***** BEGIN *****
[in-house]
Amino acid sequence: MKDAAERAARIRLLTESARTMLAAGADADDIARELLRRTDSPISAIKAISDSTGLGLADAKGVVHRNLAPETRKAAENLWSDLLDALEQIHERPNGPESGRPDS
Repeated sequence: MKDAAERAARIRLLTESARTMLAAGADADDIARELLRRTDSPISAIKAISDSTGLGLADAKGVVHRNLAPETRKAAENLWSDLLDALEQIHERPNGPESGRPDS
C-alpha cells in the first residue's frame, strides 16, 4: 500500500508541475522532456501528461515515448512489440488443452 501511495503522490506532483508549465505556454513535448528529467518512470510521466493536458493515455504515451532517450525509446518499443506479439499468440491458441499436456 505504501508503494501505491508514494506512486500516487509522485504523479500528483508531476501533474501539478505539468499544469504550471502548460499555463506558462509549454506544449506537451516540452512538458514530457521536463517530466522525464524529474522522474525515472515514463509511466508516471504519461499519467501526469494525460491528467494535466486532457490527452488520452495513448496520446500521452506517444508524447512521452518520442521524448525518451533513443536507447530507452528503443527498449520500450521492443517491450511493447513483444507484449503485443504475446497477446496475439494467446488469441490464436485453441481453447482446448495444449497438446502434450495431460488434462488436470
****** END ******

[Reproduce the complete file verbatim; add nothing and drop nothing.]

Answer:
[in-house]
Amino acid sequence: MKDAAERAARIRLLTESARTMLAAGADADDIARELLRRTDSPISAIKAISDSTGLGLADAKGVVHRNLAPETRKAAENLWSDLLDALEQIHERPNGPESGRPDS
Repeated sequence: MKDAAERAARIRLLTESARTMLAAGADADDIARELLRRTDSPISAIKAISDSTGLGLADAKGVVHRNLAPETRKAAENLWSDLLDALEQIHERPNGPESGRPDS
C-alpha cells in the first residue's frame, strides 16, 4: 500500500508541475522532456501528461515515448512489440488443452 501511495503522490506532483508549465505556454513535448528529467518512470510521466493536458493515455504515451532517450525509446518499443506479439499468440491458441499436456 505504501508503494501505491508514494506512486500516487509522485504523479500528483508531476501533474501539478505539468499544469504550471502548460499555463506558462509549454506544449506537451516540452512538458514530457521536463517530466522525464524529474522522474525515472515514463509511466508516471504519461499519467501526469494525460491528467494535466486532457490527452488520452495513448496520446500521452506517444508524447512521452518520442521524448525518451533513443536507447530507452528503443527498449520500450521492443517491450511493447513483444507484449503485443504475446497477446496475439494467446488469441490464436485453441481453447482446448495444449497438446502434450495431460488434462488436470